The present invention provides a process for the preparation of a catalyst, which process comprises the steps of:
The present invention further provides a catalyst comprising alumina and at least one metal selected from the group consisting of Group 6 metals and Group 8,9 or 10 metals, wherein the catalyst has:
Also provided by the present invention is a process for the demetallisation of hydrocarbon fractions, which process comprises contacting a hydrocarbon fraction with the catalyst of the present invention or prepared according to the process of the present invention.
The drawing (
It has now been found that a process comprising mixing an alumina precursor and combustible carbon-containing fibres, with a diameter in the range of from 0.5 to 50 μm and a length of no greater than 1000 μm in an amount in the range of from 20 to 40 wt % based on the total dry mixture, with nitric acid and water, extruding the resultant mixture, drying the extrudates and then submitting the extrudates to a two-step calcination process comprising first heating the particles in an atmosphere comprising no more than 5 vol % oxygen at a temperature in the range of from 350 to 600° C. and then heating the particles in a gas mixture comprising at least 12 vol % oxygen at a temperature in the range of from 450 to 600° C., provides a highly efficient demetallising catalyst with an increased uptake capacity for metals that act as catalyst poisons to hydrotreating catalysts. The use of such catalysts leads to a significant extension in the lifetime of subsequent hydrotreating catalyst beds.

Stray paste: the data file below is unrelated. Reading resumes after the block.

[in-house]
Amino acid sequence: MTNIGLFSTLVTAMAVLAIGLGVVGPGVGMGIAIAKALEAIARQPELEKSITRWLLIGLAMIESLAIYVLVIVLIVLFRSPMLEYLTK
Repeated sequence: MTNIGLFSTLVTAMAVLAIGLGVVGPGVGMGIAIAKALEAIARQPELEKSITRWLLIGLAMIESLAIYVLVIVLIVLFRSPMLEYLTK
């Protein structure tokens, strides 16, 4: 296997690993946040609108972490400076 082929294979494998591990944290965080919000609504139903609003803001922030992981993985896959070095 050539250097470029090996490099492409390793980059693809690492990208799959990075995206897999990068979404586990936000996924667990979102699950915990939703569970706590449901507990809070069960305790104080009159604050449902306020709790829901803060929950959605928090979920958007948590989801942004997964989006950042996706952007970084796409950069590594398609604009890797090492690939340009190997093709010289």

As used herein, an alumina precursor refers to a compound that after undergoing the process of the present invention forms alumina (aluminium oxide). Suitable alumina precursors include aluminum oxide hydroxides (AlOOH) such as pseudoboehmite and boehmite, aluminum hydroxides (Al(OH)3) such as bayerite or hydrargillite, gamma-alumina, eta-alumina and mixtures of these components. Preferably, the alumina precursor is pseudoboehmite. When pseudoboehmite is used as the alumina precursor, it is preferably present as a fine powder, for example with a particle size in the range of from 0.05 to 5 μm.